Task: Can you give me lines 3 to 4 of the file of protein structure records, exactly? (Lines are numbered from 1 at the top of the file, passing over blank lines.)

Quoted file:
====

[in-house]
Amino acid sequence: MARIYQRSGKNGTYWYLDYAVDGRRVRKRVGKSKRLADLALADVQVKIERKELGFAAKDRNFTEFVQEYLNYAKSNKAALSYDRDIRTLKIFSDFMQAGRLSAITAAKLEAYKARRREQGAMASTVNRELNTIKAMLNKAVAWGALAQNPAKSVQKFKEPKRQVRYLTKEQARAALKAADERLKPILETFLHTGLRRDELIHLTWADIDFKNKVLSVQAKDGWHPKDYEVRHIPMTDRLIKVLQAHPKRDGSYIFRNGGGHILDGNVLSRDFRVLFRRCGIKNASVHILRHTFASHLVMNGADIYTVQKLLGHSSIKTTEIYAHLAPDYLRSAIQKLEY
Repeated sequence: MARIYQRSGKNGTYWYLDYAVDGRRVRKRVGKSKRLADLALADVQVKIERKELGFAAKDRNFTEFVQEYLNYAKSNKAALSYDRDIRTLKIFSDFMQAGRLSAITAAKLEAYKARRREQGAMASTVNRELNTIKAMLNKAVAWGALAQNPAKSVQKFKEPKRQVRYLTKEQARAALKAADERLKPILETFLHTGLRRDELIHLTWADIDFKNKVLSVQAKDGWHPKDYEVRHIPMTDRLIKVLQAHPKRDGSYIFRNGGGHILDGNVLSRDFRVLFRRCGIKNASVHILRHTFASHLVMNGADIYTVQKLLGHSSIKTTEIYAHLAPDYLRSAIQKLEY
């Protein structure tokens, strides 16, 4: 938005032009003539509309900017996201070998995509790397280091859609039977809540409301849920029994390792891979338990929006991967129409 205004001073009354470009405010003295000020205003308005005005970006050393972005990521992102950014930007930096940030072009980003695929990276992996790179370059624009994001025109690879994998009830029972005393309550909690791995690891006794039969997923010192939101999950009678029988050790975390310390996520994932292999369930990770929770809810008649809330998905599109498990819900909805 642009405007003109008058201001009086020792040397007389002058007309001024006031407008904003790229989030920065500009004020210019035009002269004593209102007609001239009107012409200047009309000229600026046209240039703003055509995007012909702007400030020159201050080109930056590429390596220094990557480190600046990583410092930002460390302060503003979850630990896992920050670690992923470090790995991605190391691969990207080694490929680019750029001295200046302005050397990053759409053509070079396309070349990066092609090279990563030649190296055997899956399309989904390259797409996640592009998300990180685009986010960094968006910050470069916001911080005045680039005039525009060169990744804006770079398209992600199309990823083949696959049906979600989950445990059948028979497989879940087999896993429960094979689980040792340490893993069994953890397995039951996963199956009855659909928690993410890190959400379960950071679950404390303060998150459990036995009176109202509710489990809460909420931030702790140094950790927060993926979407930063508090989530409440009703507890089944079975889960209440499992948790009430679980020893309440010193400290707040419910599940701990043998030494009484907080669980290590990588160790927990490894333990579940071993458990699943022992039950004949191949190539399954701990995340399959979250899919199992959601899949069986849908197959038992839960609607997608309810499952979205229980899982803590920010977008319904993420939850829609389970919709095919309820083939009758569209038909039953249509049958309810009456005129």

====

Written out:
Repeated sequence: MARIYQRSGKNGTYWYLDYAVDGRRVRKRVGKSKRLADLALADVQVKIERKELGFAAKDRNFTEFVQEYLNYAKSNKAALSYDRDIRTLKIFSDFMQAGRLSAITAAKLEAYKARRREQGAMASTVNRELNTIKAMLNKAVAWGALAQNPAKSVQKFKEPKRQVRYLTKEQARAALKAADERLKPILETFLHTGLRRDELIHLTWADIDFKNKVLSVQAKDGWHPKDYEVRHIPMTDRLIKVLQAHPKRDGSYIFRNGGGHILDGNVLSRDFRVLFRRCGIKNASVHILRHTFASHLVMNGADIYTVQKLLGHSSIKTTEIYAHLAPDYLRSAIQKLEY
């Protein structure tokens, strides 16, 4: 938005032009003539509309900017996201070998995509790397280091859609039977809540409301849920029994390792891979338990929006991967129409 205004001073009354470009405010003295000020205003308005005005970006050393972005990521992102950014930007930096940030072009980003695929990276992996790179370059624009994001025109690879994998009830029972005393309550909690791995690891006794039969997923010192939101999950009678029988050790975390310390996520994932292999369930990770929770809810008649809330998905599109498990819900909805 642009405007003109008058201001009086020792040397007389002058007309001024006031407008904003790229989030920065500009004020210019035009002269004593209102007609001239009107012409200047009309000229600026046209240039703003055509995007012909702007400030020159201050080109930056590429390596220094990557480190600046990583410092930002460390302060503003979850630990896992920050670690992923470090790995991605190391691969990207080694490929680019750029001295200046302005050397990053759409053509070079396309070349990066092609090279990563030649190296055997899956399309989904390259797409996640592009998300990180685009986010960094968006910050470069916001911080005045680039005039525009060169990744804006770079398209992600199309990823083949696959049906979600989950445990059948028979497989879940087999896993429960094979689980040792340490893993069994953890397995039951996963199956009855659909928690993410890190959400379960950071679950404390303060998150459990036995009176109202509710489990809460909420931030702790140094950790927060993926979407930063508090989530409440009703507890089944079975889960209440499992948790009430679980020893309440010193400290707040419910599940701990043998030494009484907080669980290590990588160790927990490894333990579940071993458990699943022992039950004949191949190539399954701990995340399959979250899919199992959601899949069986849908197959038992839960609607997608309810499952979205229980899982803590920010977008319904993420939850829609389970919709095919309820083939009758569209038909039953249509049958309810009456005129």